Twenty-two people were arrested in Paris at a demonstration over labour reforms threatening workers rights, French police said Saturday.
Some 3,000 people late Friday gathered in the Place de la Republique for another of the "Up All Night" protests, which has been taking place since March 31 over a government bill that will make it easier for struggling companies to fire workers.
Police fired tear gas at protestors and then brutally forced them out of the square.
During clashes with the protestors four officers were injured and 22 people were arrested, according to the police.
Hundreds of people have been gathering every night for the past two weeks at the Place de la Republique, the vast square in eastern Paris where a memorial has been erected to the 130 victims of last November's terrorist attacks.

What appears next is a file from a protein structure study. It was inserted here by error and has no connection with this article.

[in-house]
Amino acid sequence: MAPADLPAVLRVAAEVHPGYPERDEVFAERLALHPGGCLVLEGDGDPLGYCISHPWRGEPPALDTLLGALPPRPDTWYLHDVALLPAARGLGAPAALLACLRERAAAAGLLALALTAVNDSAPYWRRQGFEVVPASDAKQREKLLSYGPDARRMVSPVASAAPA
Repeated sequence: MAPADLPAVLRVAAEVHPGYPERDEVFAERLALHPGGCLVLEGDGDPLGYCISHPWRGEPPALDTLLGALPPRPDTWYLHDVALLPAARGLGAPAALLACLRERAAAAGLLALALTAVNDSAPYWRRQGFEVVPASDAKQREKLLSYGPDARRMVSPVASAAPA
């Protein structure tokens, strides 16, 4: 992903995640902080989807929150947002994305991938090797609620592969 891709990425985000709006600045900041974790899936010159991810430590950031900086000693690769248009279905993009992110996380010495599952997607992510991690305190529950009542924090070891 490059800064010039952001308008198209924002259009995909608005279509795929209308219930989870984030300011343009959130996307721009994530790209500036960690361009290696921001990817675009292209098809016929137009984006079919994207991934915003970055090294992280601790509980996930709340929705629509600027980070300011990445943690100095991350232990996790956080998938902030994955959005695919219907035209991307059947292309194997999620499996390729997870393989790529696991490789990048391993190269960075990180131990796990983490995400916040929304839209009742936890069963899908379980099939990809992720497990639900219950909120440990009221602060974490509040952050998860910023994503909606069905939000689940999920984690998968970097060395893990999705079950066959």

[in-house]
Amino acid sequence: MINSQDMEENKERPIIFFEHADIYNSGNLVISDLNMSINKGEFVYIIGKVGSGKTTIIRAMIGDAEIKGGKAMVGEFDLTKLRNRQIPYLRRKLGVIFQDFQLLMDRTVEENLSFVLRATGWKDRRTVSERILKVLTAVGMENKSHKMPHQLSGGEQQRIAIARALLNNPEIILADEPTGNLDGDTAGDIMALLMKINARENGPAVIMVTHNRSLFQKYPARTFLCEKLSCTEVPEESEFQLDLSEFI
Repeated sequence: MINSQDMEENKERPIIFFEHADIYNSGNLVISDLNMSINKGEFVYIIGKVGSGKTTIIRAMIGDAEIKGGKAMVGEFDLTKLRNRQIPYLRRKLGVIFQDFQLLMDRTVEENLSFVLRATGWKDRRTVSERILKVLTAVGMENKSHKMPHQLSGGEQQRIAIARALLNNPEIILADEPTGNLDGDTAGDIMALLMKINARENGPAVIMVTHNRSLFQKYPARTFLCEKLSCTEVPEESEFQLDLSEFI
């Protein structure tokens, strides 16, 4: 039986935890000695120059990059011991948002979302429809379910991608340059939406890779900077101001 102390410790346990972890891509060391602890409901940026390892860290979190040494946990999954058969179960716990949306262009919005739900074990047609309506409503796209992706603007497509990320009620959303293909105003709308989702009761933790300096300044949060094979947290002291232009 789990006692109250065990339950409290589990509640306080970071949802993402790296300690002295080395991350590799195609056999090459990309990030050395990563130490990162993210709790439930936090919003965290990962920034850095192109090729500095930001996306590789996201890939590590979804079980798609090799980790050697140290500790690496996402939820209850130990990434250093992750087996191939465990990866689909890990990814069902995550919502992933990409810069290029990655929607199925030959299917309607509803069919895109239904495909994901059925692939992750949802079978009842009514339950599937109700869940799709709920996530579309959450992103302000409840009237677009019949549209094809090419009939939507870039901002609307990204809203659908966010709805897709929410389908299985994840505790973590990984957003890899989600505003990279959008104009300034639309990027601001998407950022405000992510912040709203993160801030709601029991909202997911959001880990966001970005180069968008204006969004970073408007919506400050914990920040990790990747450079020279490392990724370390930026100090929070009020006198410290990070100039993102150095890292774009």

The labour reforms are a unifying theme of the gatherings, but the "Nuit Debout" or "Up All Night" movement is broader, embracing a range of anti-establishment grievances.
The participants say they are drawing inspiration from the Spanish protesters known as the Indignados, who gave rise to the far-left Podemos party.
Sporadic violence erupted on April 9 when tens of thousands of people took to the streets in dozens of French cities as part of the movement.
Interior Minister Bernard Cazeneuve said on Friday, 151 officers have been injured since the beginning of the protests, describing the incidents of violence as "intolerable".